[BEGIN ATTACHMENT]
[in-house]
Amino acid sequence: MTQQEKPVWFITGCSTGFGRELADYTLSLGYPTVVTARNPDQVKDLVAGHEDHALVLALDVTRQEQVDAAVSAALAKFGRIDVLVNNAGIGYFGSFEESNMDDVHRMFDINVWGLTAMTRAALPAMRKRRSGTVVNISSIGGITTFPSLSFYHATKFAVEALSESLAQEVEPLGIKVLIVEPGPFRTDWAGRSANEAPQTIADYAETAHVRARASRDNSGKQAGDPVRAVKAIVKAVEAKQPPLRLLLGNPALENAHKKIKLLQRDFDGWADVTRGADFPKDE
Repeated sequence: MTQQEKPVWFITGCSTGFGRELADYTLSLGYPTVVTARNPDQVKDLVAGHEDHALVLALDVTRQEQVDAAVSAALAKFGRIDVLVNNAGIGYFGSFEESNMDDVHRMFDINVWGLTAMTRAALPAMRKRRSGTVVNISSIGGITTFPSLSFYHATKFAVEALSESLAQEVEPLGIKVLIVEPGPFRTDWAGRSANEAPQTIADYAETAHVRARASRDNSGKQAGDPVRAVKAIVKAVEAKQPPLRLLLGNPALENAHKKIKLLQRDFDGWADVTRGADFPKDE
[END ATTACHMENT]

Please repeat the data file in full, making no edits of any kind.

[in-house]
Amino acid sequence: MTQQEKPVWFITGCSTGFGRELADYTLSLGYPTVVTARNPDQVKDLVAGHEDHALVLALDVTRQEQVDAAVSAALAKFGRIDVLVNNAGIGYFGSFEESNMDDVHRMFDINVWGLTAMTRAALPAMRKRRSGTVVNISSIGGITTFPSLSFYHATKFAVEALSESLAQEVEPLGIKVLIVEPGPFRTDWAGRSANEAPQTIADYAETAHVRARASRDNSGKQAGDPVRAVKAIVKAVEAKQPPLRLLLGNPALENAHKKIKLLQRDFDGWADVTRGADFPKDE
Repeated sequence: MTQQEKPVWFITGCSTGFGRELADYTLSLGYPTVVTARNPDQVKDLVAGHEDHALVLALDVTRQEQVDAAVSAALAKFGRIDVLVNNAGIGYFGSFEESNMDDVHRMFDINVWGLTAMTRAALPAMRKRRSGTVVNISSIGGITTFPSLSFYHATKFAVEALSESLAQEVEPLGIKVLIVEPGPFRTDWAGRSANEAPQTIADYAETAHVRARASRDNSGKQAGDPVRAVKAIVKAVEAKQPPLRLLLGNPALENAHKKIKLLQRDFDGWADVTRGADFPKDE